More than 130 years after his death, a long-forgotten naval hero has finally received a well-deserved tribute by Canadian and U.S. military leaders in a ceremony in the historic cemetery at Saint Elizabeth’s Hospital in Washington, D.C.

The bravery of Captain-of-the-Hold Joseph Benjamin Noil, an African-Canadian who served in the United States Navy (USN) and who received the Congressional Medal of Honor for saving a shipmate from drowning in 1872, was largely forgotten for more than 130 years. In 2011, members of the Medal of Honor Historical Society of the United States, working with the Congressional Medal of Honor Society, discovered the grave upon which his name had been misspelled, and his Medal of Honor status omitted.

As a result of their research, Noil was honoured in the U.S. capital on April 29, 2016, by Rear-Admiral William Truelove, Commander of the Canadian Defence Liaison Staff (Washington)/Canadian Defence Attaché, as well as by representatives of the Canadian Embassy, the District of Columbia, members of the U.S. Coast Guard, Navy, Army, Marines, National Guard and veterans. A Medal of Honor headstone was unveiled to appropriately mark his final resting place.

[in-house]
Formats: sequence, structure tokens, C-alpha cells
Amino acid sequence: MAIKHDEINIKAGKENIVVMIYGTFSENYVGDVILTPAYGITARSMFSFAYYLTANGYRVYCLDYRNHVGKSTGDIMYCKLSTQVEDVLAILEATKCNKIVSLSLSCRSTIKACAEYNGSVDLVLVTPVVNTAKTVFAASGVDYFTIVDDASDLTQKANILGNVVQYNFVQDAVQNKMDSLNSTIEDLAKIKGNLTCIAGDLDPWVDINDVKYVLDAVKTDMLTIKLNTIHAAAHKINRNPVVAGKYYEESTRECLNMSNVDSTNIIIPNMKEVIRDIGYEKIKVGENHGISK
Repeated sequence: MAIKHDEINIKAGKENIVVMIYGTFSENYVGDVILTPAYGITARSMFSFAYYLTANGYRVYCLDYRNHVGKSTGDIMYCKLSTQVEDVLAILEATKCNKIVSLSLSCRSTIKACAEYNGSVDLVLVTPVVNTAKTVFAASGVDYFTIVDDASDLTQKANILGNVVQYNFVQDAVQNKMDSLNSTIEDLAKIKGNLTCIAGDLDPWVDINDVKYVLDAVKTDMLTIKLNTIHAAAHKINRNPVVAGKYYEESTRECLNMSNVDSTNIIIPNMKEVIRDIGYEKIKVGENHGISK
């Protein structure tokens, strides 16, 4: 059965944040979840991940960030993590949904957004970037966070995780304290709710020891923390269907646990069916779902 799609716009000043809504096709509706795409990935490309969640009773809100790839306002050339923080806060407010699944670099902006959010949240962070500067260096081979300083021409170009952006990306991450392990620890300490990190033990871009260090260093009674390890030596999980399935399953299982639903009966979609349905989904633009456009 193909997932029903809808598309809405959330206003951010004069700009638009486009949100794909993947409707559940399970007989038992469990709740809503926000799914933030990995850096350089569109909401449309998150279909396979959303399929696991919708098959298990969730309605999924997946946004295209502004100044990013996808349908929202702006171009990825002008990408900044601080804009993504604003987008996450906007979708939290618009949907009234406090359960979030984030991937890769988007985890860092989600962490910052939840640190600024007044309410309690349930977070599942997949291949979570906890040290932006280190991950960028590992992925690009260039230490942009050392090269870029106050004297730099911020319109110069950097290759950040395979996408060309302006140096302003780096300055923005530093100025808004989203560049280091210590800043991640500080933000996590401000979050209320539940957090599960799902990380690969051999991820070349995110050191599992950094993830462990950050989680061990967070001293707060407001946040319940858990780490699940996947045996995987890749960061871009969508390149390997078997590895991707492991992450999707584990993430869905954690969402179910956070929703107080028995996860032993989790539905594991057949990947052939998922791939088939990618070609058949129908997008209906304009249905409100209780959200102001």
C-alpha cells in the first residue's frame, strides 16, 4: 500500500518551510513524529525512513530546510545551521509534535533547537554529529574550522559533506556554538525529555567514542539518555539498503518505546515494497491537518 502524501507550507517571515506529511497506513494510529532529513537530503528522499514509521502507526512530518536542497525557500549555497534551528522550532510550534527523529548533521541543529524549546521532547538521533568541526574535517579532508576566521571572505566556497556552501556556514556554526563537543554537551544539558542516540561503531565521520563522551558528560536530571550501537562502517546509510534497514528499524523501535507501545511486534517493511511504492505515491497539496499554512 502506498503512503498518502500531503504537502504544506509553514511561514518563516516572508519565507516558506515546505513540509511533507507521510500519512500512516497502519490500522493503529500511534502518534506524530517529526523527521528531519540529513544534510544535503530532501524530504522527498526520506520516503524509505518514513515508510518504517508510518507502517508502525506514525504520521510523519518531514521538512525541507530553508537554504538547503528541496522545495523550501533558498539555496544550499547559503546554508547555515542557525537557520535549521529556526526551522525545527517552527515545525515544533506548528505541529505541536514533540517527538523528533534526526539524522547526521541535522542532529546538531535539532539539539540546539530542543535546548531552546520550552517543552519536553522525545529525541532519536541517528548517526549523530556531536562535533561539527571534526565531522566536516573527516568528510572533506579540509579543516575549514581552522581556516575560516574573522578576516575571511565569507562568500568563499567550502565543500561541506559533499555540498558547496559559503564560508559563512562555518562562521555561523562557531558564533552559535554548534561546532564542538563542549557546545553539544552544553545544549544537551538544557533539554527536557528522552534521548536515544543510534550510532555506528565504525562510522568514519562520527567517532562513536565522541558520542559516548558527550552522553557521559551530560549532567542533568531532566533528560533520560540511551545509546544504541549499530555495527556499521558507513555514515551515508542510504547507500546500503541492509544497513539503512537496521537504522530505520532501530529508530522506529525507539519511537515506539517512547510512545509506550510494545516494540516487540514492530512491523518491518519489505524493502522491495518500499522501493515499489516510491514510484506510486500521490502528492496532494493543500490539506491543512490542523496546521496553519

Noil, born between 1839 and 1841 in what would become Liverpool, N.S., enlisted in the USN in New York in 1862. On the morning of December 26, 1872, he was a seaman in United States Ship (USS) Powhattan when, during a sleeting northwest gale, the ship’s boatswain fell overboard. According to the…

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